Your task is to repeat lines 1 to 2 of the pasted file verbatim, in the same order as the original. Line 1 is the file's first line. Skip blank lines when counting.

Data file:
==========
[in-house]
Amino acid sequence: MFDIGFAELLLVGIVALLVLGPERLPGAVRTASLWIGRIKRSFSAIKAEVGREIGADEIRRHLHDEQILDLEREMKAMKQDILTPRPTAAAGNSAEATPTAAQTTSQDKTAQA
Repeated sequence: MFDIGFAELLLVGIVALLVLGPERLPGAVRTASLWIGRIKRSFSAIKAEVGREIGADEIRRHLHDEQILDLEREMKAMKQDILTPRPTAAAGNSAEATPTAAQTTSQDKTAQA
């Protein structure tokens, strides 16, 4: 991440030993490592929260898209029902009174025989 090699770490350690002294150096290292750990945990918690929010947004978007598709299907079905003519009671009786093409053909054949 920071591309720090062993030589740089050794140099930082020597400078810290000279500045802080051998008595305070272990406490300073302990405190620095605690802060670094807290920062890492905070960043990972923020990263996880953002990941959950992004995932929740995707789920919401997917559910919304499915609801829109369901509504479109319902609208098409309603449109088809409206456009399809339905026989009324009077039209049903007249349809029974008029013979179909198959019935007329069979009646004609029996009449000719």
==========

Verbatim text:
[in-house]
Amino acid sequence: MFDIGFAELLLVGIVALLVLGPERLPGAVRTASLWIGRIKRSFSAIKAEVGREIGADEIRRHLHDEQILDLEREMKAMKQDILTPRPTAAAGNSAEATPTAAQTTSQDKTAQA